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“Aequam memento rebus in arduis servare mentem.” “Remember to keep a calm head in difficult times.”

Head of Department: Mr S Magnus

Teachers: Mr P Ninkovic

Latin is a very broad subject, students have the opportunity to learn in depth the vocabulary and grammar of this hugely important language, and in turn are able to understand and study their own more critically. Translation and comprehension of the Latin language plays a key part in the courses at all ages here at Latymer, but students also spend a considerable amount of time contextualising their work on the language, studying various aspects of Roman Life and Roman history. Our aim is to give our students the opportunity to access the language, literature and culture of the Romans, and consequently be able to reflect on their own languages, works of literature and different cultural practices.

Some benefits of learning Latin include:

  • Lifts academic outcomes in other subjects.
  • Assists understanding of mathematical concepts.
  • Strengthens English literacy skills.
  • Facilitates learning another modern language.
  • Provides exposure to ancient history, literature and philosophy.
  • Prepares pupils for a wide range of scientific, legal or medical careers.
  • Equips a child for coding and computer programming.
  • Rewards students with an enhanced CV and UCAS application.


Students can choose Latin as their Second Language in Year 8 and can carry on right through to GCSE. Initially working with the Cambridge Latin Course (books 1-3), our students learn to translate increasingly complex Latin sentences, gaining an appreciation of the grammatical structures used, while also learning about the lives of the Romans.

Background topics covered include Pompeii and its destruction by Mount Vesuvius, Roman entertainment, Roman Britain including Aquae Sulis (modern day Bath), the effects of the Roman invasion on the Britons and the Roman Army.

Year 8 have nine lessons and Year 9 have eight lessons each in a two-week cycle. Class sizes vary between 20-30 pupils at this stage.


Having chosen to take Latin at GCSE, pupils carry on studying the language but also read and study a variety of prose and verse literature texts in the original Latin, in preparation for exams at the end of Year 11. The exam board used is OCR.

Students will have a deeper and more complex understanding of Latin grammar and vocabulary and use this to translate accurately and answer questions about passages of Latin. The texts studied for the Literature sections of the GCSE change regularly but recent verse texts studied are Virgil’s Aeneid, book 2 (Escape from Burning Troy); Aeneid, book 12 (The Battle between Aeneas and Turns) and love poetry including poems from Catullus, Horace and Ovid. Recent prose texts which have been studied are Caesar and his writings on the Druids, Cicero’s case against Clodius, Tacitus’ history of Germanicus and Pliny’s letter describing the eruption of Mount Vesuvius. To gain a fuller appreciation of these texts, students explore the historical and cultural background to them, and look at literary techniques used by the authors.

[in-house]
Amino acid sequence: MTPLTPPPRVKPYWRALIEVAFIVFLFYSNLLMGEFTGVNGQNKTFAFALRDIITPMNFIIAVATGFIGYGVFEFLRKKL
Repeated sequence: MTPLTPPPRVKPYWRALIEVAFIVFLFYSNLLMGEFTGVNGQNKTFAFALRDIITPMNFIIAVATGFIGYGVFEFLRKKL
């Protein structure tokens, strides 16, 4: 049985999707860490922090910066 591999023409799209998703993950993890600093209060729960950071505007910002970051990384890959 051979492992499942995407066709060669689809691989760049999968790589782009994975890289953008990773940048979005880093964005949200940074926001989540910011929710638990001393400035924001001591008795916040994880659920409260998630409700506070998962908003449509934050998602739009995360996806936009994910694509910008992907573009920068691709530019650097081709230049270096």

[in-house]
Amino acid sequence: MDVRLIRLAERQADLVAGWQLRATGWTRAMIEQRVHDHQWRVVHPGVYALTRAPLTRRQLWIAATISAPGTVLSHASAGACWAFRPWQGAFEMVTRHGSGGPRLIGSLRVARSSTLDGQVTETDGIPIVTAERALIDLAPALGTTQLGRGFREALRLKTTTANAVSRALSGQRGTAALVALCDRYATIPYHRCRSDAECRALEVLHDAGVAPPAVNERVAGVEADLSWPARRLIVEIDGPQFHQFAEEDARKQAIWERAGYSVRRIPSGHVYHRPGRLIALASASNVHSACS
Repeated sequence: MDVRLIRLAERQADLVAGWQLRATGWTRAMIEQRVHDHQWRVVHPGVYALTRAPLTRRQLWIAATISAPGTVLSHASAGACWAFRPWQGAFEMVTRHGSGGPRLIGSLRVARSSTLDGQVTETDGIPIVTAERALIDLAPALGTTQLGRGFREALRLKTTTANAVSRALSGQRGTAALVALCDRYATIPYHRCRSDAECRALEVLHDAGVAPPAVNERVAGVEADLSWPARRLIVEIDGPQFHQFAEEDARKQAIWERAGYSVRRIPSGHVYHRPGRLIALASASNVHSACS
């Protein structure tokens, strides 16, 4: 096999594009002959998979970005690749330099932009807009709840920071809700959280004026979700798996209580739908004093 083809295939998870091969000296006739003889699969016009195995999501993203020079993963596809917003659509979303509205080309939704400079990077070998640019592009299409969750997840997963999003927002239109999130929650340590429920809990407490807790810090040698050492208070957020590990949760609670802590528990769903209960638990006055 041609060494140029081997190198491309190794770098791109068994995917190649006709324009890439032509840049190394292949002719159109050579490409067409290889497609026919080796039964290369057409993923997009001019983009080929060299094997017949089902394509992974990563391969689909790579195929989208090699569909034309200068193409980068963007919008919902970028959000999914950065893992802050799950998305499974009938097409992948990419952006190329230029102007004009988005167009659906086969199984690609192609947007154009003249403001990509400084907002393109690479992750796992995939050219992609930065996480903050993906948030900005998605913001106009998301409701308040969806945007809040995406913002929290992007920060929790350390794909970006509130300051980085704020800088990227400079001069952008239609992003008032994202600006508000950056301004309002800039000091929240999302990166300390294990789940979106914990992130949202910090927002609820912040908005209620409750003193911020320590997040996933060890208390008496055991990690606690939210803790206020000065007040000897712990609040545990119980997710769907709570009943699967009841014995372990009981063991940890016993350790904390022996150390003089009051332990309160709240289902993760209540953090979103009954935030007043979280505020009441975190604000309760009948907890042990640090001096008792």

There is a GCSE Latin trip every two years to The Bay of Naples which is available to all those studying Latin GCSE or A Level. This trip runs for five days in the Easter holidays.

During the year there are a number of trips and days out for Latin students including a Year 8 trip to the Museum of London and a number of Sixth Form Classics Lecture Days.


Studying classics will highlight your ability to learn and comprehend challenging subjects. You will also develop your ability to research, collate and analyse materials and learn to critically evaluate resources in order to formulate arguments, which you can present competently. You will be able to work alone or within a team and to think imaginatively.

Classics graduates therefore enter the jobs market with specific, practical, intellectual and theoretical skills. Classics graduates often find themselves entering the business world. Their mastery of languages, alongside good research and strong analytic skills, endear graduates to lucrative fields such as consultancy, management, finance or even accountancy.

Classics graduates can also consider roles in fields such as advertising, PR or marketing, where their strong communication skills, bright ideas and well researched plans are highly valued.

Photo by Luca Tosoni on Unsplash